Thursday, 11 December 2014

A decision...1-3rd May 2013

We woke early and spent some time watching a dolphin (or was it a small whale?) swimming close to Limbo, until it headed out of Hermitage Bay into deeper water.  Deep Bay was just 3 miles away, and we headed off against the wind, our sail plan soon augmented with the engine to help against the steep chop.  It was only an hour, but not the most enjoyable passage.

Deep Bay is, not too surprisingly, a deep and indented bay, and notable for the wreck of the Andes in the entrance - its mast just breaking the surface.  The Andes sunk in 1905, carrying a cargo of pitch which caught fire, and sits at a depth of only 30 feet or so.  We spotted a large turtle as we passed.  A quiet anchorage with just a few boats.

Rainbow over Deep Bay

The next day was dry and we headed over to the wreck with our snorkel gear in the dinghy.  Wreck snorkelling was an eery experience, and the visibility wasn't great (think dark shapes looming out of the murky waters..) so we didn't stay in too long.  The afternoon was spent exploring the 18th century battery on the north side of the bay and a stroll along the empty beach towards the 'Grand Royal Antiguan Resort', which seemed strangely deserted.  We did see a mongoose - but where was everyone?  It was late season, but not that late.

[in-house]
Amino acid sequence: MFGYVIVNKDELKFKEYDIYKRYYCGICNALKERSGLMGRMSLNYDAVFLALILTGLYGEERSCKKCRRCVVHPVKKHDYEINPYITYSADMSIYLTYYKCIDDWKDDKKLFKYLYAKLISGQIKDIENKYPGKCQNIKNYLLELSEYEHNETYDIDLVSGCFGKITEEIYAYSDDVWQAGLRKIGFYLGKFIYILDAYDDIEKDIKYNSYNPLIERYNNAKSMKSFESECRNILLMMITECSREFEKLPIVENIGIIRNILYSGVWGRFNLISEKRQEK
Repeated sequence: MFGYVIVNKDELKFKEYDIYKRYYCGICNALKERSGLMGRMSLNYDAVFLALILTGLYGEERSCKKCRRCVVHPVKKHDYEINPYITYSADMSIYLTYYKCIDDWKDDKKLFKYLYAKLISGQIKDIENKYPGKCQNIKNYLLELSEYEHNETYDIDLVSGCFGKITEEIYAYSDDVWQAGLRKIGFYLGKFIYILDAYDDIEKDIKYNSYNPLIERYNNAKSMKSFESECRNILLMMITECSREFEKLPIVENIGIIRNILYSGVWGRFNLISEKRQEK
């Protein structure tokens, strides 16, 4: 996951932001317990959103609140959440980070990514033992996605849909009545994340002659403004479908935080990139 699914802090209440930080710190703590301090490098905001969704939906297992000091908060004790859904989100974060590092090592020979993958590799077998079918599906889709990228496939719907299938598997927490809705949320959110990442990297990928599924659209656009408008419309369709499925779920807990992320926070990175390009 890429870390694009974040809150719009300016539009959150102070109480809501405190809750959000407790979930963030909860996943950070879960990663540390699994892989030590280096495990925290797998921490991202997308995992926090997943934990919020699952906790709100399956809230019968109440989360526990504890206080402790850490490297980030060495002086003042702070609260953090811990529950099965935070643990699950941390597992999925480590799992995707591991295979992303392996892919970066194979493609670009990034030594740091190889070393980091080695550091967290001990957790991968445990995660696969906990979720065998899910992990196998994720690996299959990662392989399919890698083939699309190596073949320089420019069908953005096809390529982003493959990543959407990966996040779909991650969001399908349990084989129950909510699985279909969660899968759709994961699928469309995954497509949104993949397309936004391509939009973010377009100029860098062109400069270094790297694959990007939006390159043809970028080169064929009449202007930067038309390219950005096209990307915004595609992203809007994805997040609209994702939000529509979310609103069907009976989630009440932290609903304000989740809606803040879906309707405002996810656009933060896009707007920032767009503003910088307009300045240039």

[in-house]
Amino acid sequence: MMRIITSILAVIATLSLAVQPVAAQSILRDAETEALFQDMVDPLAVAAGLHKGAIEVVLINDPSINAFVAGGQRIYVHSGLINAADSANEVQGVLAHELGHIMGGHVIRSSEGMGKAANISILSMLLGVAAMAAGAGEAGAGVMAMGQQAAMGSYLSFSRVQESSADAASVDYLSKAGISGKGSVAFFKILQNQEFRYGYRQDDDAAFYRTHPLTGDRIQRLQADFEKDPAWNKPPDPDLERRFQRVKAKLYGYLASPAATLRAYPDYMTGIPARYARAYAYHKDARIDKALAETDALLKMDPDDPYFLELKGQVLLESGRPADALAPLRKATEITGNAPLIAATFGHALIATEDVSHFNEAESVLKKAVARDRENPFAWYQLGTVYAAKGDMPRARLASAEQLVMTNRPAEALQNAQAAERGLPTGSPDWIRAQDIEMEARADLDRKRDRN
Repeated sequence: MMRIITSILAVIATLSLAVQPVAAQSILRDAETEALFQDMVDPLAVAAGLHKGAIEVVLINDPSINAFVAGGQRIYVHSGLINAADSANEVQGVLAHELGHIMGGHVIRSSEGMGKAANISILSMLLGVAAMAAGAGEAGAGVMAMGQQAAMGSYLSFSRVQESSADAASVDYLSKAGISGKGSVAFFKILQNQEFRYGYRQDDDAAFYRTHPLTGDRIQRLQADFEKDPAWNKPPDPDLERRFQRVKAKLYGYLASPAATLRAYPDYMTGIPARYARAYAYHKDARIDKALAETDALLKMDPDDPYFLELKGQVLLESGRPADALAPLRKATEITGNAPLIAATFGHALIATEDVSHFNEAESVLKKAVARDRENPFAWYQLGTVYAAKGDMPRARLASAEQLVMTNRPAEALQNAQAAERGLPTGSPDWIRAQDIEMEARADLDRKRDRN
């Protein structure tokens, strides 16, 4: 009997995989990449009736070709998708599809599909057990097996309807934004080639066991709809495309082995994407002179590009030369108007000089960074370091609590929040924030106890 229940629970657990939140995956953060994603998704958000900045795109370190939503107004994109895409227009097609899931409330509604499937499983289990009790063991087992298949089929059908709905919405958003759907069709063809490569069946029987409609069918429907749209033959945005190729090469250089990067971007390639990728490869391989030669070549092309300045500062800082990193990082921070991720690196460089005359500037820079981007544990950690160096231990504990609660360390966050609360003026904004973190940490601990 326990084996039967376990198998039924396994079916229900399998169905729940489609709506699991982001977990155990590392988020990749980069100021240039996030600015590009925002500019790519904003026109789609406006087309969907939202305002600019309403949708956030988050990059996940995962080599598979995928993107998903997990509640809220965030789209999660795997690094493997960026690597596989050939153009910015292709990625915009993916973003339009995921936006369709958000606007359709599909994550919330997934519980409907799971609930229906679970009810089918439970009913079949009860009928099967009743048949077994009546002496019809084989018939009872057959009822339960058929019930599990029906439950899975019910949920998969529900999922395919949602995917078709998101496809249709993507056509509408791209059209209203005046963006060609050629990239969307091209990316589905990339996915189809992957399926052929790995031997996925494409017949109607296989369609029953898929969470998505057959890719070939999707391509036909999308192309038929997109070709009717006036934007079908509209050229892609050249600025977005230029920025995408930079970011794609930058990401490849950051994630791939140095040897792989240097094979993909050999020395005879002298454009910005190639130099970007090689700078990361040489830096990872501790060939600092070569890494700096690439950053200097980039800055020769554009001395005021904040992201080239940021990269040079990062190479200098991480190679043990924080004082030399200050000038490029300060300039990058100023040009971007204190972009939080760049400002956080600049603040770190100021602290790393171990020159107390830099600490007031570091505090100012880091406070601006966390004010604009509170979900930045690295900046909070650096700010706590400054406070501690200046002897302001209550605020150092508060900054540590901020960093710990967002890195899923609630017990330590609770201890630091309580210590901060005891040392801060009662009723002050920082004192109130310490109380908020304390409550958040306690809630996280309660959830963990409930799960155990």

We headed a few miles further north in the morning and anchored off the Sandals resort at Dickenson Bay - a shallow and fairly unprotected anchorage, the beach far from deserted and with jetskis - but we were there for the wifi!  It was a stressful day as we waited for replies to emails and worked through our options.  I'd previously thought there was a ship leaving in late May, but now discovered that the service was unconfirmed.  Limbo would have to be on the MV Fagelgracht, due into St Thomas in the BVIs on 12/13 May (10 days!) or we would either be sailing back or effectively abandoning Limbo to a boatyard somewhere.  Not keen to end our trip so soon, I even looked into shipping to the Med then sailing back, via the canals, but this looked expensive and complicated. We had an email from our friends on Amorosa, who were in a similar situation, and confirmed they were putting their Sadler 25 on the same ship.  In a way, that made our minds up.

By the end of the day, we had a confirmed space on a ship for Limbo, and seats on a flight for us a week later.

I felt a mixture of relief at the end of our period of indecision and great sadness that the adventure was coming to an end in what felt like an abrupt way.  Looking back, much as I liked the idea of arriving back in Falmouth Harbour with all flags flying, I think it was the right thing to do.  I've done that crossing before, on board La Cautiva (85 feet) and that year we were heavily reliant on a large engine and generous fuel tanks to get to the Azores. Alternatively it can be rough, with prolonged headwinds, and long passages aren't as much fun on a very small boat when it's cold and wet and at a constant heel.  Maybe we would have had a pleasant passage; but perhaps the best way to describe our decision is that we just didn't feel psyched up to do it.  This way Limbo would be home safe and sound in a few weeks, and we would have good memories of our ocean crossing.

We went for a swim and, afterwards, my eyes filled with tears as we watched the sun set.

Deserted beach at Deep Bay